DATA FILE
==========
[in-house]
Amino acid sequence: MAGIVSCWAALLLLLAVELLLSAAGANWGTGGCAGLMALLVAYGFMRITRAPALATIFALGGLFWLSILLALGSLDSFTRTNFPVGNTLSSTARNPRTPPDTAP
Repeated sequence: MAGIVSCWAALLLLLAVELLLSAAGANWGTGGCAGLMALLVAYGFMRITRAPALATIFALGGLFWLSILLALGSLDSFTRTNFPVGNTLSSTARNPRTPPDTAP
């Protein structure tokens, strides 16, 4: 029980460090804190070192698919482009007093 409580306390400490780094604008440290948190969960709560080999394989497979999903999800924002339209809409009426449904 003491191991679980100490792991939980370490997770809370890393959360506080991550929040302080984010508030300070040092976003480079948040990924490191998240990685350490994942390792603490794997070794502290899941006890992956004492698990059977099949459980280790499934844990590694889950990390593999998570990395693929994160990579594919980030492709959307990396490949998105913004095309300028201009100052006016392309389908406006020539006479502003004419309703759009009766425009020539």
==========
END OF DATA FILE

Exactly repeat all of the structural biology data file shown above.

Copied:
[in-house]
Amino acid sequence: MAGIVSCWAALLLLLAVELLLSAAGANWGTGGCAGLMALLVAYGFMRITRAPALATIFALGGLFWLSILLALGSLDSFTRTNFPVGNTLSSTARNPRTPPDTAP
Repeated sequence: MAGIVSCWAALLLLLAVELLLSAAGANWGTGGCAGLMALLVAYGFMRITRAPALATIFALGGLFWLSILLALGSLDSFTRTNFPVGNTLSSTARNPRTPPDTAP
């Protein structure tokens, strides 16, 4: 029980460090804190070192698919482009007093 409580306390400490780094604008440290948190969960709560080999394989497979999903999800924002339209809409009426449904 003491191991679980100490792991939980370490997770809370890393959360506080991550929040302080984010508030300070040092976003480079948040990924490191998240990685350490994942390792603490794997070794502290899941006890992956004492698990059977099949459980280790499934844990590694889950990390593999998570990395693929994160990579594919980030492709959307990396490949998105913004095309300028201009100052006016392309389908406006020539006479502003004419309703759009009766425009020539």